After years of covering the human body in scrap metal (in the Tetsuo films), bruises, wounds and scars (in Tokyo Fist and Bullet Ballet) and dirt (in Gemini), Shinya Tsukamoto was finally comfortable enough to expose it in all its naked glory in A Snake of June. Asuka Kurosawa's liberation from emotional and physical repression while masturbating in the pouring rain took Tsukamoto on a new course. But with the skin as a seemingly obvious endpoint, it was a course that begged the question "Where to next?"
Continue in the same direction, is the logical yet surprising answer. With Vital he digs deeper, past the skin and into the body, his camera exploring our innermost like the modern-day equivalent to Leonardo DaVinci's sketchbook. Rest assured, though, for just as A Snake of June steered well clear of exploiting the topic of female sexuality, Vital wisely avoids lingering close-ups of organs and body cavities. Tsukamoto's goal is a much more philosophical one; his search is for our individual personality and where in our bodies we might find it.
Hiroshi (Asano, who previously worked with the director in Gemini) is a medical student plagued with amnesia after a road accident that took the life of his girlfriend Ryoko (newcomer Nami Tsukamoto, no relation). Settling back into his parents' concrete apartment with his mind a blank sheet, he sleepwalks through the days like a ghost. The discovery of an anatomy textbook rekindles memories of his devotion to his medical studies and as the recollections, particularly those of his girlfriend, slowly start to flow back, he decides to re-enter university and pick up where he left off. When the body on his class dissection table turns out to be that of Ryoko, Hiroshi starts a feverish search for their shared past, hoping to find what was lost by digging it up from inside her preserved corpse.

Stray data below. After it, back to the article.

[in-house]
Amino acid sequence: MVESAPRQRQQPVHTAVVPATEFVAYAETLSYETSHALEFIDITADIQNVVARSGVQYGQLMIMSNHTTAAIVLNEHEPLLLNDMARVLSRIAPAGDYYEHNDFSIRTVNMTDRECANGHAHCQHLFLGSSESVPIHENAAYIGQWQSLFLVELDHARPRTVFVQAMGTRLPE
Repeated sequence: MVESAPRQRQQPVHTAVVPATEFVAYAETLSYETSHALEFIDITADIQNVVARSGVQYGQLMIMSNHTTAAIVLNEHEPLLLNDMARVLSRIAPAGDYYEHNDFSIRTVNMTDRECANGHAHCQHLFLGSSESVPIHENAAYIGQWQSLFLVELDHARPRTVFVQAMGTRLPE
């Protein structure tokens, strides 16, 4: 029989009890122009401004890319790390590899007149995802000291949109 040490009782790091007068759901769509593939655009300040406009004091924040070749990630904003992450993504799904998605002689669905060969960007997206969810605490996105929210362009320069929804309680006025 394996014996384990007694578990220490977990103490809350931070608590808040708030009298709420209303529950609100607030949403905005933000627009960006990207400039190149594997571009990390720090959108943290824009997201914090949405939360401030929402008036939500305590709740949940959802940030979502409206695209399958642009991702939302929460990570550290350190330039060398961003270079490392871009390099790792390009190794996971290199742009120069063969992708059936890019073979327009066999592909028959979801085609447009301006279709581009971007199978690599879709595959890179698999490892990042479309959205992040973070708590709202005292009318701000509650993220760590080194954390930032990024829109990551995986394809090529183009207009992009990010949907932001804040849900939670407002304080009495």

Up to this point, Tsukamoto's work, despite the popular conception of him as a sci-fi filmmaker, has always had a very strong social relevance. Dealing with the rediscovery of the feelings that were numbed by the drudging routine of urban life, his films have been chronicles of contemporary everyday existence. Essentially reworking this pattern from film to film in true auteurist sense, adding different nuances each time, he seemed to have come to the end of his quest with the aforementioned A Snake of June, which saw the first attempts at separating the motif of reawakening human feelings from the context of life in the city.
Vital affirms this conclusion. Here, for the first time, the director operates on a much more abstract level. Hiroshi regaining his memory and submerging himself in the bliss of his lost love still follows the same pattern as Tsukamoto's previous protagonists, but nearly all connections with the urban surroundings as a cause have been severed. To all intents and purposes, Vital shows us a Shinya Tsukamoto who is totally free, a filmmaker starting a new stage in his work, an artist reborn.
What this means for us as viewers is the great joy of watching a film of deep emotional resonance. Gone is the pounding, the metal hammer with which the director wanted to smash us over our skulls in his previous work. Tsukamoto always knew how to reach his audience deep inside, but instead of giving them a direct punch to the gut, with Vital he gradually fills them with a warmth that builds and builds as the film's 86 minutes pass. And he achieves it without surrendering an inch of his trademark intensity. Intense this time is not the noise, the machine-gun editing or the violence, but the beauty. With Vital, Shinya Tsukamoto has made an intensely beautiful film.